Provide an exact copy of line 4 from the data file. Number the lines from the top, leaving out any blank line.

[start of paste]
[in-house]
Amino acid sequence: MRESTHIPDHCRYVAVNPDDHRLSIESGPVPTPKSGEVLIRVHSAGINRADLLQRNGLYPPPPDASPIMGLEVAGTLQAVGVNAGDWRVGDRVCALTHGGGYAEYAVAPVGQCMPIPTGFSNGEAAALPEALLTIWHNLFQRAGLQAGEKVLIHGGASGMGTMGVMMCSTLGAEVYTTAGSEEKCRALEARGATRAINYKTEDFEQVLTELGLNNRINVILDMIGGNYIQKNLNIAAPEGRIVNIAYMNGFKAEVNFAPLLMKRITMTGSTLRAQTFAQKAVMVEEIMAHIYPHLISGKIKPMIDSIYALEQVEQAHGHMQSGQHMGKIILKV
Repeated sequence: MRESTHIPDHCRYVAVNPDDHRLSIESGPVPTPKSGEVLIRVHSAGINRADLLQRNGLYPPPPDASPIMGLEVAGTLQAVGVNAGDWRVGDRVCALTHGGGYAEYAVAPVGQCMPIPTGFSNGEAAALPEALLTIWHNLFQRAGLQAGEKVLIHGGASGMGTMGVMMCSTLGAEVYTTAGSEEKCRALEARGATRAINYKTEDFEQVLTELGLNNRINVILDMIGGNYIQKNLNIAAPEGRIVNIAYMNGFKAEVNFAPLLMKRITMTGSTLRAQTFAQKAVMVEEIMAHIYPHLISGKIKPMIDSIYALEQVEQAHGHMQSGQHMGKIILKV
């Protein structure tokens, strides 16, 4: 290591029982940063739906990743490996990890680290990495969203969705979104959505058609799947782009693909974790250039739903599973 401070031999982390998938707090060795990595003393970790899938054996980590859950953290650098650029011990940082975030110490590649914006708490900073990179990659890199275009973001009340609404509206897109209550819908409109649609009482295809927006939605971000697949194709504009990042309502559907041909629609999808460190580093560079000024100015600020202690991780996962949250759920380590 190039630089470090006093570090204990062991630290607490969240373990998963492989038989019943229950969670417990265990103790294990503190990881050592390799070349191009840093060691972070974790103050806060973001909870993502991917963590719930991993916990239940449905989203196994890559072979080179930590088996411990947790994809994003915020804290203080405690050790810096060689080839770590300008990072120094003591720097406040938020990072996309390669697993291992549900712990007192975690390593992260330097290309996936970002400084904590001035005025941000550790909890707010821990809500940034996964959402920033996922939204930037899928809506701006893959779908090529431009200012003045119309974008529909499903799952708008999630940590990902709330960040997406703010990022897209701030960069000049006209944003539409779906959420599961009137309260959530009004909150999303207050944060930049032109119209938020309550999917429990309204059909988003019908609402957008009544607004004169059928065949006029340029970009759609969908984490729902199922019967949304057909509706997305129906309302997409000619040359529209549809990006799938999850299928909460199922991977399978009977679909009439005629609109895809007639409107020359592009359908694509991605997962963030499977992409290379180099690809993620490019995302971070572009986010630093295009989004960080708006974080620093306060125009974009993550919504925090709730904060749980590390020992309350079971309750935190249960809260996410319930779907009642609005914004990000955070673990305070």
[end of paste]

């Protein structure tokens, strides 16, 4: 290591029982940063739906990743490996990890680290990495969203969705979104959505058609799947782009693909974790250039739903599973 401070031999982390998938707090060795990595003393970790899938054996980590859950953290650098650029011990940082975030110490590649914006708490900073990179990659890199275009973001009340609404509206897109209550819908409109649609009482295809927006939605971000697949194709504009990042309502559907041909629609999808460190580093560079000024100015600020202690991780996962949250759920380590 190039630089470090006093570090204990062991630290607490969240373990998963492989038989019943229950969670417990265990103790294990503190990881050592390799070349191009840093060691972070974790103050806060973001909870993502991917963590719930991993916990239940449905989203196994890559072979080179930590088996411990947790994809994003915020804290203080405690050790810096060689080839770590300008990072120094003591720097406040938020990072996309390669697993291992549900712990007192975690390593992260330097290309996936970002400084904590001035005025941000550790909890707010821990809500940034996964959402920033996922939204930037899928809506701006893959779908090529431009200012003045119309974008529909499903799952708008999630940590990902709330960040997406703010990022897209701030960069000049006209944003539409779906959420599961009137309260959530009004909150999303207050944060930049032109119209938020309550999917429990309204059909988003019908609402957008009544607004004169059928065949006029340029970009759609969908984490729902199922019967949304057909509706997305129906309302997409000619040359529209549809990006799938999850299928909460199922991977399978009977679909009439005629609109895809007639409107020359592009359908694509991605997962963030499977992409290379180099690809993620490019995302971070572009986010630093295009989004960080708006974080620093306060125009974009993550919504925090709730904060749980590390020992309350079971309750935190249960809260996410319930779907009642609005914004990000955070673990305070």